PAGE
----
I know that as soon as I mention apologetics, there are two reactions. One is by people who are already into apologetics. They are excited about this and hope that apologetics will be a part of everything. The other group will have a negative reaction to apologetics. Some may have had bad experiences with overly zealous apologists who just love to argue. Or they may feel that Christianity is more of a relationship and therefore does not need the intellectual component. You may be in one of these groups or you may be completely indifferent. I hope to show you that apologetics is much more than internet debates with atheists and that it actually has a value in real life. In essence, I am going to present an apologetic for apologetics and hopefully get us all on the same page.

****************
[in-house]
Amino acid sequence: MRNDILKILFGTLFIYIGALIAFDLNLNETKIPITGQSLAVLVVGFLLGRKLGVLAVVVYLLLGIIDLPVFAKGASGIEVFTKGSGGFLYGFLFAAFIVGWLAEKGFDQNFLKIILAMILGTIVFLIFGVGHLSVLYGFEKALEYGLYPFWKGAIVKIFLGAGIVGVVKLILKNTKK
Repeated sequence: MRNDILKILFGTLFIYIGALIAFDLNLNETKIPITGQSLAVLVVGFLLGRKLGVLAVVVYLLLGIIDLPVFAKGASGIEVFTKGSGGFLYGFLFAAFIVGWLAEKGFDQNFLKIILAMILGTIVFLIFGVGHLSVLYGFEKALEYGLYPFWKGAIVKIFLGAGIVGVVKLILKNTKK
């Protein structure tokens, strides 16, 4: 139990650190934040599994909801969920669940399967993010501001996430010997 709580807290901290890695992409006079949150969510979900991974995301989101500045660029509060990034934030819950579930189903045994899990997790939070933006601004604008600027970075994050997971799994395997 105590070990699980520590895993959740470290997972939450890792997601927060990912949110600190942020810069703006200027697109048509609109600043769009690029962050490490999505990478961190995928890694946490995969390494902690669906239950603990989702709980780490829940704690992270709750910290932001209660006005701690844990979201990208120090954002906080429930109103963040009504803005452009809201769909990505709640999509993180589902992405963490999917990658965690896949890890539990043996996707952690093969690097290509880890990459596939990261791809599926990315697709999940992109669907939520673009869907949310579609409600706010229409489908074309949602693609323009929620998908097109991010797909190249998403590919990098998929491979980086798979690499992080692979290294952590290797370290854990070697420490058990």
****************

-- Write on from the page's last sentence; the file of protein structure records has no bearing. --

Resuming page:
I firmly believe that we need to start with the Bible. We cannot just pick one word out of 1 Peter and build an entire Christian ministry out of it. Here is the context. Peter is writing a letter to a group of Christians who are facing some sort of persecution. There are bad things happening and Peter guides his readers in how they should respond. Peter is not training a group of apologists to go out and infiltrate pagan strong holds to shove religion down their throat. He is speaking to Christians who are trying to live out their faith but are facing opposition. What many people miss in this passage is that Peter is preparing people to answer after they have been asked.